In the development phase of Hadoop MapReduce program, you will be involved with testing your program on a real cluster with small data to make sure that it’s working correctly. To do that, you must package your application into jar file, then run it with Hadoop jar command on the terminal. Then, you check the output target directory of your program, are the outputs correct? If not, you must delete the output directory in HDFS, check and repair your program, then start the build jar – run Hadoop – check output circle. For once or twice, it’s okay. But in the development process, we will surely make hell a lot of mistakes in our program. Doing the build jar – run Hadoop – check output – delete output directory repeatly could take a lot of time. Not to mention the typo when you interact with Hadoop shell command. To make this testing process easier, we can use Karmasphere: a Hadoop plugin for Netbeans IDE. This article is about how to test your Hadoop program on a real cluster easily using Netbeans.
Before we experiment on how run Hadoop program in cluster using Netbeans, there are some things that we must prepared. First, you must already installed Karmasphere in your Netbeans IDE. If you’re not installed it yet, you can read how to do it on my previous post about programming Hadoop in Netbeans. After you installed Karmasphere, you must also already configured a Hadoop cluster. A single node cluster is enough, the setup just have a tiny differences with the multinode cluster. To configure a single node cluster, you can read my previous post how to do it.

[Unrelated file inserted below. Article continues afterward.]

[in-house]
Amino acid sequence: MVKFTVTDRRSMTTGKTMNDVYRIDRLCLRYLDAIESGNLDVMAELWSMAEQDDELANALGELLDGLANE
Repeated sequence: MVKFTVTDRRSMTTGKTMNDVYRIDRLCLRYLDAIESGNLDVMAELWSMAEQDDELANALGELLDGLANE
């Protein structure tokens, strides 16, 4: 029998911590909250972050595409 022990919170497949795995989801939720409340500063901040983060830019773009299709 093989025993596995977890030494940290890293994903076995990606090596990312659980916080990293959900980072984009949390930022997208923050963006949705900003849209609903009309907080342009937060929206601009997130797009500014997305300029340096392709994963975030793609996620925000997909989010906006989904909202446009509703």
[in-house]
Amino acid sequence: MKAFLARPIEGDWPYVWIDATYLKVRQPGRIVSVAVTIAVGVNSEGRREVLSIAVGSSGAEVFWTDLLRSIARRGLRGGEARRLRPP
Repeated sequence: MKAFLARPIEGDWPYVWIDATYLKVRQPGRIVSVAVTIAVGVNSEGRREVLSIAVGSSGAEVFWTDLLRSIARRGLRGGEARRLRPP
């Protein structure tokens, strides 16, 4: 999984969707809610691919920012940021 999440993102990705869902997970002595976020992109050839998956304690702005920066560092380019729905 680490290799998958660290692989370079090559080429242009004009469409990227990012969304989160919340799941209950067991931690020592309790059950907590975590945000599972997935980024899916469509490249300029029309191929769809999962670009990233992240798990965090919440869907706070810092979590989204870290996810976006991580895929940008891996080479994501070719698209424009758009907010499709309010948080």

In this article, I’m using Ubuntu 10.10 Maverick Meerkat and Java 6 OpenJDK. Let’s assume that I have a folder called input in my HDFS. So, the path to the input folder is
/user/hadoop/input. Inside this folder, I have a document text with some texts in it. The text is up to you. To create a folder and place a document text there, you can use Hadoop filesystem command called -copyFromLocal. Please refers to my single node cluster post to use it. If you’re ready, let’s get started!
Registering HDFS to Netbeans
We will use Karmasphere plugins in Netbeans to do this, so make sure you already installed it. This is how to do it:
Go to the Service tab on the left side of your IDE. Right click on Hadoop Filesystem and choose New Filesystem...
A window will appear. First, we must choose our Filesystem type. Because we’re using local single node, we’re using Hadoop HDFS Filesystem. You can name the filesystem anything you want. This is my configuration in this step. Click Next when you’re ready.
Next, we configure the HDFS Filesystem. For NameNode host, you can use localhost if you’re using single node cluster. If you’re using multinode cluster, you should use your master hostname. Fill in the NameNode port with your port specified on your Hadoop configuration
core-site.xml. This is my configuration in this step. Click Next when you’re finished.
The next step is configuring Proxy and Firewall. This feature is only available on the Professional Edition of Karmasphere. So we’ll just click Finish.